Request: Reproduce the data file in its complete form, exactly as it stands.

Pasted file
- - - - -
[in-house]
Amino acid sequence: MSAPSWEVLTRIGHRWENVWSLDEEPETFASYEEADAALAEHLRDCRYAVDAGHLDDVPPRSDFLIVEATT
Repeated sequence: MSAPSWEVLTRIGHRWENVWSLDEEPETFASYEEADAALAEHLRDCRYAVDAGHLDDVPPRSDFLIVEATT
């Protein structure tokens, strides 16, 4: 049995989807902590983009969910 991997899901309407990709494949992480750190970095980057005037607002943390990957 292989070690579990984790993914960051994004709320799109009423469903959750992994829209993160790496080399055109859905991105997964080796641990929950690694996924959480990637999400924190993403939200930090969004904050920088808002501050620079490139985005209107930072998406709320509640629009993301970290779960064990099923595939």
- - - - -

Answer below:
[in-house]
Amino acid sequence: MSAPSWEVLTRIGHRWENVWSLDEEPETFASYEEADAALAEHLRDCRYAVDAGHLDDVPPRSDFLIVEATT
Repeated sequence: MSAPSWEVLTRIGHRWENVWSLDEEPETFASYEEADAALAEHLRDCRYAVDAGHLDDVPPRSDFLIVEATT
């Protein structure tokens, strides 16, 4: 049995989807902590983009969910 991997899901309407990709494949992480750190970095980057005037607002943390990957 292989070690579990984790993914960051994004709320799109009423469903959750992994829209993160790496080399055109859905991105997964080796641990929950690694996924959480990637999400924190993403939200930090969004904050920088808002501050620079490139985005209107930072998406709320509640629009993301970290779960064990099923595939």